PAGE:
I'm receiving emails from email@example.com saying, "We have received notification that your Rogers Public IP address has been identified as being vulnerable to SSDP (Simple Service Discovery Protocol) reflection attacks....................."
I'm using the CGN3ROG modem with a D-Link Dir 862L (AC1600 Dual Band Gigabyte) Router for wi-fi.
In my router settings UPnP, WAN Ping, IPV4 and IVP6 Multicast Streams are all disabled. D-Link says this newer router does not have SSDP vulnerabilty. Firmware is up to date.
I have run the ShieldsUp UPnP Expore Test many times on both the PC and a laptop. Both are good. Both computers are also free of viruses and spyware.
So, why am I still getting abuse warnings? Is there something else here I should be looking at? Any help would be greatly appreciated. I have not talked to Rogers yet. I got the first email a few weeks ago, followed their suggestions, and all has been good until now. Have received two more emails in the last couple days.
Have a look at the following threads:
I would do a Factory reset on both the CGN3 and 862L and reset all parameters from scratch, including disabling UPNP, and possibly consider disabling SSDP discovery service on your pc and laptops. I would also run scans looking for the Conflicker Worm.
I disabled SSDP Discovery on the desktop and laptop.
I tested both for Conficker with McAfee's conficker tool and the Conficker Eye Chart. Didn't find anything.
Will do the resests and see what happens.
Nothing has changed here except for the new modem and router when I upgraded to Hybrid 60 a couple months ago. Have been with Rogers for years with no issues so this is baffling.
I've run into the same issue with the same router. There is in fact a new firmware (1.01) but it doesn't come up when you use the router's "check for new firmware" function on their web interface. (It's available from the dlink website Dir-862L ).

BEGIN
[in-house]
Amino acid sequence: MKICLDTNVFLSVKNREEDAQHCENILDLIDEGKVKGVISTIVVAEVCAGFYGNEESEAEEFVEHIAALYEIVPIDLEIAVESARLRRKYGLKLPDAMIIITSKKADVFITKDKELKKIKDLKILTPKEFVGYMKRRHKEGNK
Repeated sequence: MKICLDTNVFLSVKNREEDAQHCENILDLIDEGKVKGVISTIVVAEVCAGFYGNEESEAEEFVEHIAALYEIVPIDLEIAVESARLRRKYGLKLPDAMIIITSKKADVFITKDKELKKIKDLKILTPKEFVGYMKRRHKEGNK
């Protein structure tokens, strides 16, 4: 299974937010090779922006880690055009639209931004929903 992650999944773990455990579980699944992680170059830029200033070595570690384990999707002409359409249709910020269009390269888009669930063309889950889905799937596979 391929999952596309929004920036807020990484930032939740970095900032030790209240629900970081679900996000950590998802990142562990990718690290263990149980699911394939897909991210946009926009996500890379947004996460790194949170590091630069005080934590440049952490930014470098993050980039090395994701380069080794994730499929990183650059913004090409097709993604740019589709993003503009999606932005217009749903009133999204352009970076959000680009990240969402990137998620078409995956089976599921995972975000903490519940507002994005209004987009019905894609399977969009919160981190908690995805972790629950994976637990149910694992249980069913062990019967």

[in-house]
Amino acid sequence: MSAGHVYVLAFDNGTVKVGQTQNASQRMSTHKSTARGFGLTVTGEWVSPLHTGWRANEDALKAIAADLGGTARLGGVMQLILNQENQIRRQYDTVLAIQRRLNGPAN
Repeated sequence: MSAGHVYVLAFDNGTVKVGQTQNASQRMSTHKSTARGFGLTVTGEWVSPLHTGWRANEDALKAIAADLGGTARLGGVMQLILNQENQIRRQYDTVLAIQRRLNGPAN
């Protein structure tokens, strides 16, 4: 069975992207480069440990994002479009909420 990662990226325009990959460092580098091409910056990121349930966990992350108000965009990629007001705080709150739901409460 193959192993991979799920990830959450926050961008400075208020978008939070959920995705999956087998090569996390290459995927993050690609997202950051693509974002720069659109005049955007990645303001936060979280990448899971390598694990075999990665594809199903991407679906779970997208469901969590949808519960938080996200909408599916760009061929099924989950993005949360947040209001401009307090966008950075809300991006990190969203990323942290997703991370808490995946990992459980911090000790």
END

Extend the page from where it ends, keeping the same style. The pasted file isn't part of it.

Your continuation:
I've run both the grc.com and rapid7 tests with both reporting zero responses to the exploit. UPNP has been turned off on the router, and the latest firmware update has been applied. After receiving my third call on the subject I specifically went around to each individual PC and ran the GRC and Rapid7 exploit tests on them on the off chance that something had slipped by my antivirus but again came up empty.
I've spoken to tier 2 twice on the subject with the first time being told that "the dude who can run those tests isn't in for the next few days but I'll get him to run some tests on your IP when he comes back and we'll contact you if we see something". I didn't hear back from them so assumed there was no issue. Received a third robo-call this morning and got the impression that the tier 2 tech I received this time was pretty much only offering lip service... imagine my surprise when after he'd put me on hold a couple of times to "check this out" I was informed by him that they didn't have the ability to test for this live and that it could only be done by the automated system. (At that point I didn't bother asking him what exactly he had been doing when he put me on hold to check it out).